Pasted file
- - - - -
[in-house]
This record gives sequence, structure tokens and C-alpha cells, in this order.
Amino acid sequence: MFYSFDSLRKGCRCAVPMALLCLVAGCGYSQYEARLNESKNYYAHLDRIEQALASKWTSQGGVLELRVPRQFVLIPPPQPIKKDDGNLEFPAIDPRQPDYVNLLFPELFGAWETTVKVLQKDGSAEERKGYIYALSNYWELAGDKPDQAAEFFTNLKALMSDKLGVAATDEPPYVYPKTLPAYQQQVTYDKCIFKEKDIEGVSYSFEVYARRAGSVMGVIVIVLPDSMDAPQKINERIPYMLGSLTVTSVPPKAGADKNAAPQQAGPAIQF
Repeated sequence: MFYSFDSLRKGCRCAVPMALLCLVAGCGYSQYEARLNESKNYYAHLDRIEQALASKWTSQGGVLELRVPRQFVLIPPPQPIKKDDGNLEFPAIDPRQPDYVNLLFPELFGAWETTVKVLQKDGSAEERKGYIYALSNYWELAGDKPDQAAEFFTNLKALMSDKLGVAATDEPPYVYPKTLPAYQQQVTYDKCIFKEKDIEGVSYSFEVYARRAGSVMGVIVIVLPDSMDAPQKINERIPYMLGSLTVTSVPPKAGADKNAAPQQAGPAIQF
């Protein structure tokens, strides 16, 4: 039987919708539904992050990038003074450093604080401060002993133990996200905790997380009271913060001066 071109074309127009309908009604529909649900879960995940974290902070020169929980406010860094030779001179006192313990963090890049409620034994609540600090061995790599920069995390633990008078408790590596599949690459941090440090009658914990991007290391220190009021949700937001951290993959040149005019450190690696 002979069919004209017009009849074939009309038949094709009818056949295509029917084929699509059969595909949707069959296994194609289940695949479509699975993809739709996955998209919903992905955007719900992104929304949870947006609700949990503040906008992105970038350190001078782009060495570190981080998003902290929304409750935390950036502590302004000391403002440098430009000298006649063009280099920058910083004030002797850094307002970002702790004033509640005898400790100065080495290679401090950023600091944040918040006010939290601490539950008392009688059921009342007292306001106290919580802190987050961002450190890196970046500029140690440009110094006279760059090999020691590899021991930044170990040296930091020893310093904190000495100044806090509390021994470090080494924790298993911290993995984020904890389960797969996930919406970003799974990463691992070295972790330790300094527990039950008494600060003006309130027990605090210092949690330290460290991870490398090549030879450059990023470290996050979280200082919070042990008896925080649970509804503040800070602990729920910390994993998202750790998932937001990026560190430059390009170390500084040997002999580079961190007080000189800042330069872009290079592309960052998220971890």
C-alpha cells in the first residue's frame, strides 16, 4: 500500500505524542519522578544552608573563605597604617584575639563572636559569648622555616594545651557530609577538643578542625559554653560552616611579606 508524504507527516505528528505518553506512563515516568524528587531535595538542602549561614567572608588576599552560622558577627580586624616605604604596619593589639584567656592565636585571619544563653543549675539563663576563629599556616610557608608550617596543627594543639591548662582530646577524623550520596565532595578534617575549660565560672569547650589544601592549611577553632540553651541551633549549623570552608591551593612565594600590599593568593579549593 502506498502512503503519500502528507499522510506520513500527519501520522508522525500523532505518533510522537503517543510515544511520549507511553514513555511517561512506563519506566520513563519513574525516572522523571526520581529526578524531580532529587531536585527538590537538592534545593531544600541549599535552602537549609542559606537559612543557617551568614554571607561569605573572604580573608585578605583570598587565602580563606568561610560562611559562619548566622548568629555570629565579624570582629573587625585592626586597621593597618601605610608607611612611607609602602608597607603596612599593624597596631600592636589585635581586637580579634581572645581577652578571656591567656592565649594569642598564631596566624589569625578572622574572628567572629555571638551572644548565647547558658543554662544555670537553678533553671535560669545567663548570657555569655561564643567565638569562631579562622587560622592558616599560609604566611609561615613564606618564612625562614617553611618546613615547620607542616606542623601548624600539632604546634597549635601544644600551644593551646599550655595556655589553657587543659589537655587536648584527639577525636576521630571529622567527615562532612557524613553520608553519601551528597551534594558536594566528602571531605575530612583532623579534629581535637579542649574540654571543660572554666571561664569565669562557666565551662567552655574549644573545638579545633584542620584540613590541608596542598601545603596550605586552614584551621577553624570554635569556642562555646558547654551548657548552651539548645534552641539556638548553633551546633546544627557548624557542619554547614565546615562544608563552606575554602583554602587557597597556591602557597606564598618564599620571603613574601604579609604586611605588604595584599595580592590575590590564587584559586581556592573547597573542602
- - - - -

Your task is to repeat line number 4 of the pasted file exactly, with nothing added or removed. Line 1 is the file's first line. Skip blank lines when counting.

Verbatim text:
Repeated sequence: MFYSFDSLRKGCRCAVPMALLCLVAGCGYSQYEARLNESKNYYAHLDRIEQALASKWTSQGGVLELRVPRQFVLIPPPQPIKKDDGNLEFPAIDPRQPDYVNLLFPELFGAWETTVKVLQKDGSAEERKGYIYALSNYWELAGDKPDQAAEFFTNLKALMSDKLGVAATDEPPYVYPKTLPAYQQQVTYDKCIFKEKDIEGVSYSFEVYARRAGSVMGVIVIVLPDSMDAPQKINERIPYMLGSLTVTSVPPKAGADKNAAPQQAGPAIQF